The dresses, the dancing, the flowers, and, of course, the pictures. Prom is something many high schoolers look forward to. But for Hunter Dale, he wasn't sure prom was something he'd be able to attend.
"It's definitely a really rough illness to come back from. You spend a lot of days not feeling good," said Dale, an EO Smith High School junior.
During his freshman year Dale was diagnosed with Ulcerative Colitis and PSC, a liver disease. He tried different treatments and different medications but still struggled. At one point the 6-foot-4 high schooler was down to just 132 pounds.
Late last year Dale and his doctors at Connecticut Children's decided to remove his large colon, leaving him with a colostomy bag.
"When they tell you you're going to have a bag and it's going to look like this, that's one thing. But when you see what you look like now, that was hard," said Dale's mom Kate.
But Dale isn't letting it slow him down. He's feeling better and is back to doing what he loves: running track. He's also qualified for state in six events this year.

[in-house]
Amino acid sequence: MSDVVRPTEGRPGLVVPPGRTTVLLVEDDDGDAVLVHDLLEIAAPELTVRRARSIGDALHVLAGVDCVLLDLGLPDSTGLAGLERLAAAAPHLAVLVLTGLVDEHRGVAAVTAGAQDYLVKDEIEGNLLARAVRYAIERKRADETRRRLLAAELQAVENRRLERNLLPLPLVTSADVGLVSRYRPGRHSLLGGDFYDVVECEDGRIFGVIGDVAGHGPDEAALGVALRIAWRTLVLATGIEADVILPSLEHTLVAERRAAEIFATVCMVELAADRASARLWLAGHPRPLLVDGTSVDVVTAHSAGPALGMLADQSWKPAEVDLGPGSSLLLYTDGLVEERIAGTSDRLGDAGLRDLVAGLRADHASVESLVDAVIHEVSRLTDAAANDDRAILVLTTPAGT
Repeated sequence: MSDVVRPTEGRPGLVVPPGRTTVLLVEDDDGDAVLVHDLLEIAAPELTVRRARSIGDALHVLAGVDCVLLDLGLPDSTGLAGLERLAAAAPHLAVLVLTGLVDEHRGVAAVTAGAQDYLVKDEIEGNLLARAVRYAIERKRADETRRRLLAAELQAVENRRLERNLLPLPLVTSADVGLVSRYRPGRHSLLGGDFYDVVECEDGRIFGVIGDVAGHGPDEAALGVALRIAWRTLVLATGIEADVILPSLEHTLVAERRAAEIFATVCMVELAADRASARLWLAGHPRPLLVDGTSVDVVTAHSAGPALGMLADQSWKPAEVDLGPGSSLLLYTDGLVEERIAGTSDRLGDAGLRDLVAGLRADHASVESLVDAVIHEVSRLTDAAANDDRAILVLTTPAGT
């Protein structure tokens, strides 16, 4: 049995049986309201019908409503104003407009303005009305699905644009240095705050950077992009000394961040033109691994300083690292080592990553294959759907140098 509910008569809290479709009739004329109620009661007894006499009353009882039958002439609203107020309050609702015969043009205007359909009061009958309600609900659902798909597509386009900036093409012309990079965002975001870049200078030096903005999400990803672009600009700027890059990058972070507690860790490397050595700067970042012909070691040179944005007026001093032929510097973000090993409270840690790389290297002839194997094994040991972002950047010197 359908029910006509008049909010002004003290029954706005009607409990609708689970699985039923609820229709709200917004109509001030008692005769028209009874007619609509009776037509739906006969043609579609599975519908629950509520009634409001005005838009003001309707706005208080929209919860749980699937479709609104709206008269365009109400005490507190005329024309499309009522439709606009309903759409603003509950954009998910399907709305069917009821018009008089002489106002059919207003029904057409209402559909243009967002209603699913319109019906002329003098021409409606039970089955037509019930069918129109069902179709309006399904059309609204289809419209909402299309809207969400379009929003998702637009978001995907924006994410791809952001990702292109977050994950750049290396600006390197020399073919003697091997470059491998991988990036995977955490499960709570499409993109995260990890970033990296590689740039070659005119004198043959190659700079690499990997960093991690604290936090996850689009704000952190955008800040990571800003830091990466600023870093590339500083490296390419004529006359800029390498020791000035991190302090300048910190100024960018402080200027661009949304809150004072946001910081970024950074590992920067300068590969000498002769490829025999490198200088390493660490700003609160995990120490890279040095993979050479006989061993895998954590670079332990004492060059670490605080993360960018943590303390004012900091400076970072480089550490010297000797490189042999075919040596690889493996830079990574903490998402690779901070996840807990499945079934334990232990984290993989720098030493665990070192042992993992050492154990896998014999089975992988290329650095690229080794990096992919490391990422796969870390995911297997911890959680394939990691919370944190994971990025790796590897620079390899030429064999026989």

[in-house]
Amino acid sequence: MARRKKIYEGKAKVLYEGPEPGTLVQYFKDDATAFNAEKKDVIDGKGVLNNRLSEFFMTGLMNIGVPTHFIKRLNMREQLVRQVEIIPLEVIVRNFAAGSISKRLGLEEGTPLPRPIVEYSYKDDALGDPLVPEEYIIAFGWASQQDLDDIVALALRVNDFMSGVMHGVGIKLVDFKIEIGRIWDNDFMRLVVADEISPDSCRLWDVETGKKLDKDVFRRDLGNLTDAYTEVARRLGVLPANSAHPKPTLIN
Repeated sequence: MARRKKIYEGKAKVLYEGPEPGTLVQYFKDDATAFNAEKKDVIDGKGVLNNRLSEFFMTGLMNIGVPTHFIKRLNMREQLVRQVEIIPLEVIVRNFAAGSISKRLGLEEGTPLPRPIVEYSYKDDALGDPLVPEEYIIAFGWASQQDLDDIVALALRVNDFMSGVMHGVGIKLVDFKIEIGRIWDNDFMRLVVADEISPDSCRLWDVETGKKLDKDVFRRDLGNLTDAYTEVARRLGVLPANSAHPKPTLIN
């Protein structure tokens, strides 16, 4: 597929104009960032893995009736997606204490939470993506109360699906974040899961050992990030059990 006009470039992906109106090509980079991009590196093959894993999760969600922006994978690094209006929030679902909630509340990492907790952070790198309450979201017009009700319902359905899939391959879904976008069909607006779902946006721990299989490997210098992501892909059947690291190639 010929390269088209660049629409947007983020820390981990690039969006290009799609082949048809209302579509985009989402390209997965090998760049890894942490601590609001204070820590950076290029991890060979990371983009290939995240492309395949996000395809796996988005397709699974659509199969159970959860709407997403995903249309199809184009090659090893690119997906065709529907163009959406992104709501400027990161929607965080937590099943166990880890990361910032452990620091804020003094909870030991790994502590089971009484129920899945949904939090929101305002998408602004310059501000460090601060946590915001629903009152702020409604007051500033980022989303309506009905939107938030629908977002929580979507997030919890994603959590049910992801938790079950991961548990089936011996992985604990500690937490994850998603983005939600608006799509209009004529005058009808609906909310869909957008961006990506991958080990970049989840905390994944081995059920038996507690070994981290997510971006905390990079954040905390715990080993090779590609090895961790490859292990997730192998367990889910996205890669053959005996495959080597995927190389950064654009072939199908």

"I'm proud of him. He's very resilient, and that's a mark of why he's been able to get through it so well," said Dale's dad Darren.
"The first time I saw him run on indoor track, it was very emotional for me," said Kate. "I'm just incredibly thankful for how far he's come. It was really great to see."
When prom season came around, Dale even managed to poke a little fun at what he'd been through. He created a promposal sign that said "I may not have a colon, but I have the guts to ask." The high school senior he asked said yes.
"I thought it was really funny and original with the way he played with the words, and it was obviously only a story he could tell. So I thought it was awesome he incorporated that into the promposal," said Maddie Gidman.
With life getting back to normal, the Dale family hopes that their story helps others who may be going through a similar situation. They want other families to know that they're not alone and that it gets better.
"Just hang in there and believe it will get better," said Kate.
"It's going to be a bit of a rough road, but once you do finally get better things will really start to turn up, and life gets a lot better than what it is now," said Dale. "I'm really happy and glad I'm able to embrace what I've been through."
The Dales say they're grateful to Connecticut Children's for all of their support along the way.
As for Dale's future, he plans to continue track in college and wants to study to be an engineer.